ReScene is a mechanism for backing up and restoring the metadata from "scene" released RAR/music files. It was created to support the x264 community, but we have found that it works for many of the other "scenes" out there too.
How it works
Most of the various scene groups out there distribute their releases packed in RAR files. These RAR files, while useful for distribution, must be unpacked before the goodies inside can be used. Traditionally, this left us with a quandry. Do we unpack the files so we can use the goodies? Or do we keep the RAR files intact so we can trade them on one of those popular file sharing sites/services the kids are using nowadays? Or do we do both?
Well, with ReScene, you don't have to choose!
What's that you say? If you unpack and delete the RARs, there's no way to get back to the originals? Not true, my friends! You see, a RAR file is made up of two things: the data that we want to get out of them, and metadata that describes that data (file names, dates, and attributes) or that supports some of RAR's many other features (comments, authenticity verification, recovery records, etc.) While it is true that if you were to unpack a RAR archive and then try to re-create it exactly by just re-RARing it, you'd have VERY little chance of succeeding, if you back up all that metadata, you CAN re-create those rars EXACTLY as they were.
A typical RAR file looks something like this:
In this representation, the D's represent the data that is stored in the RAR file. The other characters represent blocks of metadata. If we were to unpack that RAR, this is what we'd have:
That's nice, because it's the data we're most interested in, but what about all that other stuff? We have no way of getting it back if we delete that RAR file. Even if we duplicate the settings originally used to create the RAR *exactly*, there's still a good chance the new RAR will be different than the old one. Did you know, for example, that RAR files include a byte that indicates what platform they were created on? So, if a RAR set was originally created on Linux, there would be no way to create that same RAR in Windows (without some hacking, anyway…). But what if we made a backup of the metadata before we delete those RARs? Something like this:
The X here represents the data that we extracted, and the rest of the blocks are copied exactly as they were in the original file. Now if we want to re-create that RAR, all we have to do is replace the X with the file data (D's), and we have the exact same file we started with.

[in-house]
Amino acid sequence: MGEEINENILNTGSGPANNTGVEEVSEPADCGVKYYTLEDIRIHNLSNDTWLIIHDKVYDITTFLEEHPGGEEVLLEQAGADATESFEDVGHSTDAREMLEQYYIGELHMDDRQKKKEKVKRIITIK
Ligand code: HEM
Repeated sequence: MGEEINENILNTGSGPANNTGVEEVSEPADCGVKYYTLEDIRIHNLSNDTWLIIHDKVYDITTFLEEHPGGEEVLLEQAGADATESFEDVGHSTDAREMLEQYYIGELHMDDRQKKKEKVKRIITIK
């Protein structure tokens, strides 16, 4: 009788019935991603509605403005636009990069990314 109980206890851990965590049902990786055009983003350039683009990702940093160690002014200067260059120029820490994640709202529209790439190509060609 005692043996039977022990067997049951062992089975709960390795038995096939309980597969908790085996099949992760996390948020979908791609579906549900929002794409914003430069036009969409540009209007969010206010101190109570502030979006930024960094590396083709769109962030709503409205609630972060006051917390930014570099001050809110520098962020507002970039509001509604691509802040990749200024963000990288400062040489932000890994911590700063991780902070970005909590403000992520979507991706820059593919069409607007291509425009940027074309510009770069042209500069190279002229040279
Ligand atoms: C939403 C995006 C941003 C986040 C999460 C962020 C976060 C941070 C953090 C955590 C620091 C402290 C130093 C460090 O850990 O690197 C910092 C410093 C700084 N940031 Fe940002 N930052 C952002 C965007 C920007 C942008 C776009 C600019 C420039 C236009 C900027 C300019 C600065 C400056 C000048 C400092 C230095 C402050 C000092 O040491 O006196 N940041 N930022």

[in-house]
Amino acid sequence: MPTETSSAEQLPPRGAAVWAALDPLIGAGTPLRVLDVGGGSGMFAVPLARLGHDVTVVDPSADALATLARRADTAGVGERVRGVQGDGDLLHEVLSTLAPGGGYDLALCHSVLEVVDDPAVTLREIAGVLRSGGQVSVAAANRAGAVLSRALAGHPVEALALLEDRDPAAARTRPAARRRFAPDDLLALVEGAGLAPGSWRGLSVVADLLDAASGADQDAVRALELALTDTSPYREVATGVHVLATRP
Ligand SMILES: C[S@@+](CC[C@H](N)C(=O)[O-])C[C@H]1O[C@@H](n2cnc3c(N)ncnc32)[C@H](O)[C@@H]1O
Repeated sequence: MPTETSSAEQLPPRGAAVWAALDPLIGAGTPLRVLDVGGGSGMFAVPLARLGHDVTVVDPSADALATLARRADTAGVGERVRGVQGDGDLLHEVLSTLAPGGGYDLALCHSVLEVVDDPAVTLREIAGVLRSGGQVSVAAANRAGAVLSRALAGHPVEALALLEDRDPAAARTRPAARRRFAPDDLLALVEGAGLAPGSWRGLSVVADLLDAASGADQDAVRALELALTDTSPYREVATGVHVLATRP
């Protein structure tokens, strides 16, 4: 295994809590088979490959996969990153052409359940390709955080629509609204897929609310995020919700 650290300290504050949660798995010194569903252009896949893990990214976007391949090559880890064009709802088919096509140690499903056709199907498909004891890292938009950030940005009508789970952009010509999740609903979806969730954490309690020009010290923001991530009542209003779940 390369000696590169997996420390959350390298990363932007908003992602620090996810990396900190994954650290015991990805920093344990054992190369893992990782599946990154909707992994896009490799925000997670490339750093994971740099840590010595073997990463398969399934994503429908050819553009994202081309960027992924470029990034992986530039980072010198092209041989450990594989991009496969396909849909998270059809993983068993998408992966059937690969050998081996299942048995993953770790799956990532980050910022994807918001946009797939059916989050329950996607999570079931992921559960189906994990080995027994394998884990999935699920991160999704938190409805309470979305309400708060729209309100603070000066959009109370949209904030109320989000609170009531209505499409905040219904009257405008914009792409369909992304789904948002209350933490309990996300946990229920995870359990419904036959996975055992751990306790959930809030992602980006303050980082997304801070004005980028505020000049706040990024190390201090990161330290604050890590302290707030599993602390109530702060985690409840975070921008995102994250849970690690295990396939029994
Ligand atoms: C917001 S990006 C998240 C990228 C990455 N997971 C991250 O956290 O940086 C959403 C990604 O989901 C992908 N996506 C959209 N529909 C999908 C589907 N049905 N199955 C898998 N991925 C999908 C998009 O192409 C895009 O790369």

How to use it
In its current version ReScene is pretty simple to use. The first thing you'll need is one of the scene releases I've been talking about. They will typically come with one or more RAR files and an SFV file that contains CRC values for those RAR files.
If you run the ReScene command-line utility (srr.exe) and pass the SFV file in as a parameter, it will read the SFV and locate all the RAR files from the release. The utility then creates a .srr file. The SRR file contains a copy of the SFV you specified as well as a backup of all those metadata blocks I mentioned earlier. It's typically a very small file (maybe 10-20KB depending on the number of RARs), and it is created very quickly (typically <1 second). Once you have that .srr file, you can extract the archive and delete the RAR and SFV files.
To re-create the original release files, all you need is the .srr and the files you extracted from the archive. Pass the .srr file in to the utility to start the reconstruction. The SFV file will be restored from the SRR file, and then each orginal RAR will be painstakingly (but quickly) reconstructed from the data files and the backed-up blocks in the SRR file. As a final step, you can validate the files against the SFV to make sure they came through the process unscathed.
You knew there had to be a catch, right? Ok, there is one, but it's small. This process only works on RAR files created with "Store" mode (otherwise known as -m0 or No Compression). That's not too much of a restriction, though, as most scene releases use this mode anyway. Also, I think it goes without saying that ReScene doesn't support encrypted RARs.